Let the Games Begin

Athlete in Vancouver
Sometimes I get frustrated when I can’t figure out a technology right away, or if I forget how to do something that I once knew how to do. For example, each time I arrive in San Jose after six months away, I never remember right away how to use the TV remotes or how to listen to voicemail on my US cell phone. It takes a couple of times before I get it right. Who would have thought, though, that the technology that would infuriate me the most is not a cell phone, but broadcast television?

I knew the winter Olympics started on Friday, but even though I scrolled through all the gazillion channels on my TV I couldn’t find any of the events. I found fishing, college basketball, and soccer, but no snowboarding. I thought for sure I’d be able to see the opening ceremonies, but no. Wrong again. I figured I was doing something wrong, so I checked the guide and the menu. I did searches, and I checked online. But, no. It wasn’t me. It was NBC. They had time-shifted so that while everyone I know in other parts of north America was watching the opening show, I was still waiting for it.

The most infuriating part was that while I was trying to track it down by searching online, I was seeing glimpses of the ceremonies and the results of the sports events in news headlines. I was chatting with friends on a discussion board. I knew what I was missing!

Eventually, the ceremonies did appear on my television, but by then I was cranky. I was made even more irritated by the commentators who talked over the choral background to the show, and who chose to make uniformed chitchat about political issues surrounding the games. That was so inappropriate, NBC! I watched most of the athletes enter the arena, but by then I’d had enough. I was tired and annoyed, and the commentators were making me grind my teeth. So, I went to bed and read a book instead.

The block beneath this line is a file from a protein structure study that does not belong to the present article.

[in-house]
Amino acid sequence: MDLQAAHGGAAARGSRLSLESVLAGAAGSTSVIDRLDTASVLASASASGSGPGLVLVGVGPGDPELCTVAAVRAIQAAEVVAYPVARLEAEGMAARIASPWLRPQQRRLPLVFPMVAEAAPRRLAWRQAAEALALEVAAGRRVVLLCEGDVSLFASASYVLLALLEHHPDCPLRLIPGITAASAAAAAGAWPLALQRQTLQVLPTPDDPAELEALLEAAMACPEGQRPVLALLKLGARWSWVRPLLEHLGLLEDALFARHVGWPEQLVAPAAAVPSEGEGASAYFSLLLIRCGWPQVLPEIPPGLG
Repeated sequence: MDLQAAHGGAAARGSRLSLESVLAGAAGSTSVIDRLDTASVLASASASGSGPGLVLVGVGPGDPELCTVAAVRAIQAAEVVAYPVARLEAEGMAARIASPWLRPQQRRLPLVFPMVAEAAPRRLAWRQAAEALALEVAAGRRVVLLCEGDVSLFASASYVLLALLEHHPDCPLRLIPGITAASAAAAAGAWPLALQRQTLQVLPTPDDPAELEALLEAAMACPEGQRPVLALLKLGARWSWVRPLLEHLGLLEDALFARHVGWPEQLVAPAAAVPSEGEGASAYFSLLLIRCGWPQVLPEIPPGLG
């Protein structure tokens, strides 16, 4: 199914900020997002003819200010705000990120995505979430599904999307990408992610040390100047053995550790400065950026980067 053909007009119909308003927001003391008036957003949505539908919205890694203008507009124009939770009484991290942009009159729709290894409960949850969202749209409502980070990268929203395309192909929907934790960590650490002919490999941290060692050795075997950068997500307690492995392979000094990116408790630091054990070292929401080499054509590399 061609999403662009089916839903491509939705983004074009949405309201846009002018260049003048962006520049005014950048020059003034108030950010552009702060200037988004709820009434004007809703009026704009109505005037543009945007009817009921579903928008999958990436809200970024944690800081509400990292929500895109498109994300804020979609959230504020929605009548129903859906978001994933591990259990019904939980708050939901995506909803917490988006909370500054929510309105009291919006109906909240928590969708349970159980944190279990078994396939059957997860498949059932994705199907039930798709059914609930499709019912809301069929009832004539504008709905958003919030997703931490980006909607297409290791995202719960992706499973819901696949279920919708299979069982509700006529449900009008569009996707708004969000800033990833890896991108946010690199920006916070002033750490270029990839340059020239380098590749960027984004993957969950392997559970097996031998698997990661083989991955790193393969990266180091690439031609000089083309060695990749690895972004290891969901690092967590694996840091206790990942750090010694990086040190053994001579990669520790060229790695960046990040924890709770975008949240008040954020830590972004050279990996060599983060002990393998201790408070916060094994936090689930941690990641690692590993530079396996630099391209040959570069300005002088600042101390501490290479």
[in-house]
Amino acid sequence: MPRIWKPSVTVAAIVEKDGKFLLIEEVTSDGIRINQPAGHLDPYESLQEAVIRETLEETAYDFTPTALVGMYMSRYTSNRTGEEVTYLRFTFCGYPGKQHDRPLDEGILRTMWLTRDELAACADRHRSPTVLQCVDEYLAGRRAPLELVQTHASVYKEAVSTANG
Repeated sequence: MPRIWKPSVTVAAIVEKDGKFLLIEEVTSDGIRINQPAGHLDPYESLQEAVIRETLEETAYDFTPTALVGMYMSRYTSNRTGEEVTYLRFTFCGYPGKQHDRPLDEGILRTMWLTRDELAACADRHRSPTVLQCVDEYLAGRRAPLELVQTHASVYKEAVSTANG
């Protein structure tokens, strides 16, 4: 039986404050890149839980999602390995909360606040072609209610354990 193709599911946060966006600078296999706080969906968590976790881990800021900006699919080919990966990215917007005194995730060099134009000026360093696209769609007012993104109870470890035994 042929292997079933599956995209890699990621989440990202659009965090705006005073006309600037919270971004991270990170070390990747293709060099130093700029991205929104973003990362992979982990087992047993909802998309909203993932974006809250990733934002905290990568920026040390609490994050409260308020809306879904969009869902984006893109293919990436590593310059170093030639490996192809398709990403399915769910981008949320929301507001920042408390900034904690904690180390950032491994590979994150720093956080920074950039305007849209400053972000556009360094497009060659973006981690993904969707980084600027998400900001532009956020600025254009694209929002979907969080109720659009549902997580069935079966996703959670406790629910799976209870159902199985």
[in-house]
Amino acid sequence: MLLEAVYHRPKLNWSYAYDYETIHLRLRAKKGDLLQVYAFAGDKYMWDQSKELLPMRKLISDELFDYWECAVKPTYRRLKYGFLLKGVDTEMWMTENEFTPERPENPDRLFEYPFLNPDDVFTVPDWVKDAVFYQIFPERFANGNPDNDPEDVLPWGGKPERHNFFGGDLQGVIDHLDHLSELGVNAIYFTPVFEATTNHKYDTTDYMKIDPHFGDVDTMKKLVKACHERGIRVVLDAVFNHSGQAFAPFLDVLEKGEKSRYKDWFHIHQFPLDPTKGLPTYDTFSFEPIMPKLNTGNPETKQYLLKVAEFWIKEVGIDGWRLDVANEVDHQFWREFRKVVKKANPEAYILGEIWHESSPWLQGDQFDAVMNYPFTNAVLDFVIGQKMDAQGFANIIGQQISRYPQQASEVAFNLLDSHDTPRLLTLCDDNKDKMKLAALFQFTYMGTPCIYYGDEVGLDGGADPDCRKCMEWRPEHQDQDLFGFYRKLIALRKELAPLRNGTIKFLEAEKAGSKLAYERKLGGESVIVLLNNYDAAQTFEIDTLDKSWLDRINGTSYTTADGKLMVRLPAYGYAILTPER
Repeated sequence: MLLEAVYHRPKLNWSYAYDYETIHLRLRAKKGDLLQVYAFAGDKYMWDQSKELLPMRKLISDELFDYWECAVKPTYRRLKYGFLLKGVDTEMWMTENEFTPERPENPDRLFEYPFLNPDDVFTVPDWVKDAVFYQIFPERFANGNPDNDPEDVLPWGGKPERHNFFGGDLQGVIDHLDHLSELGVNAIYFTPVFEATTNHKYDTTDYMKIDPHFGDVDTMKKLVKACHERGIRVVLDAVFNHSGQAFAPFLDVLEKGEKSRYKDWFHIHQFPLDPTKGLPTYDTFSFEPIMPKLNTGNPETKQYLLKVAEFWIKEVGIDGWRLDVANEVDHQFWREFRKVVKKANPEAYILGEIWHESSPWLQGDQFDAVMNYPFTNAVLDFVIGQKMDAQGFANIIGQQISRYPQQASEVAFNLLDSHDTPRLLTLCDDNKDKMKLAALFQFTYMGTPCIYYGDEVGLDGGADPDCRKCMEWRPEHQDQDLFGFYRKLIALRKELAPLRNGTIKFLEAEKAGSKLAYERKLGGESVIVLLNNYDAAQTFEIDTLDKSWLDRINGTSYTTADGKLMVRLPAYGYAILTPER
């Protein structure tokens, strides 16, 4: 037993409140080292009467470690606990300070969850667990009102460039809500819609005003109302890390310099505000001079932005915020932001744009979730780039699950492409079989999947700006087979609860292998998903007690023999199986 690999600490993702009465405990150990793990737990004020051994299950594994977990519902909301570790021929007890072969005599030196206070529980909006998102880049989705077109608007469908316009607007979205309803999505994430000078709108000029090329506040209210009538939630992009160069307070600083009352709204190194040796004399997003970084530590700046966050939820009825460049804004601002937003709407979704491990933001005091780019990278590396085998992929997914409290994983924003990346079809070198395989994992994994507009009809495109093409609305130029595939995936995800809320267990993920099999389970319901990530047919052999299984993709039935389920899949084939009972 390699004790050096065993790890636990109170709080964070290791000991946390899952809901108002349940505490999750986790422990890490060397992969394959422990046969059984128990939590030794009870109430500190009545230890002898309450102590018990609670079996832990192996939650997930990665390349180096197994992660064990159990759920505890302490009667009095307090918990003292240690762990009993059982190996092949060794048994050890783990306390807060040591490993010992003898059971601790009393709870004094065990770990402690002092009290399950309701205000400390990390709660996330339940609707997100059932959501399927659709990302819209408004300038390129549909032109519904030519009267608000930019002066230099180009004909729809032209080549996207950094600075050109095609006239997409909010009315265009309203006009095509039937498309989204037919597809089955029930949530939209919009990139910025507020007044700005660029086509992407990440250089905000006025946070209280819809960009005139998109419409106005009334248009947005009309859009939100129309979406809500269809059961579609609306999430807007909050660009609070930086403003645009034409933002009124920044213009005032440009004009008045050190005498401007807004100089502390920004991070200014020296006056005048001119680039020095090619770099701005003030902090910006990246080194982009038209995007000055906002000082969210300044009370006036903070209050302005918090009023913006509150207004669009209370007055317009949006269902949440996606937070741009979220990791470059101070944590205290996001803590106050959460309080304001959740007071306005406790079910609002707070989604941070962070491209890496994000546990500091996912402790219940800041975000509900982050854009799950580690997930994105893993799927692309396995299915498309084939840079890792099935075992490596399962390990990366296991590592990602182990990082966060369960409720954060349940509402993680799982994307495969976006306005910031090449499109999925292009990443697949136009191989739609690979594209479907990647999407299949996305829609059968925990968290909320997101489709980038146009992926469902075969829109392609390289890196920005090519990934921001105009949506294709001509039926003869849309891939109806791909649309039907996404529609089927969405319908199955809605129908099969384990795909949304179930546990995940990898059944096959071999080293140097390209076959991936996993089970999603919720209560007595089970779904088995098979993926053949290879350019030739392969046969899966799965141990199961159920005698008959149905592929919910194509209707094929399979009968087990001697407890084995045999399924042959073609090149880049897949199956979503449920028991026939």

I thought I had set my television to record the opening ceremonies, but today I couldn’t find the recording; this is something else I don’t do often! I had missed the moment. To make up for it, I sent NBC a terse email expressing my offpissment. They, in reply, invited me to join their Consumer Advisory Panel. Ha! All right, NBC. This is something I know how to do; critical analysis of media is my bailiwick.

Game on!


Image Source: http://i.telegraph.co.uk/multimedia/archive/01584/Athlete-Vancouver_1584064c.jpg


  1. We have that problem in Hawaii too. It’s better than when I moved here though. Back then we had to wait a week for regular programming. National news was a bit better. They flew tapes over & we got to hear Cronkite the next day.

  2. That’s what they mean by “7/6 central.” The eastern and central time zones see it at the same time -7 eastern, 6 central. Mountain is delayed 2 hours, to be at 7, and Pacific is delayed 3 hours, to also see it at 7, local time. Everything is delayed if you’re in the mountain or pacific time zones.

  3. I agree with the TV info…I’d like to know the line up. It seems like it used to be easy to see what time they’d be showing each sport/event. The prime time thing…I can see both ways…people who work might want it to be delayed and NBC has to maximize the viewing audiance AKA promises to sponsors. If I were them I’d do both. They have alternative networks that can show it all live and then repeat it for primetime.

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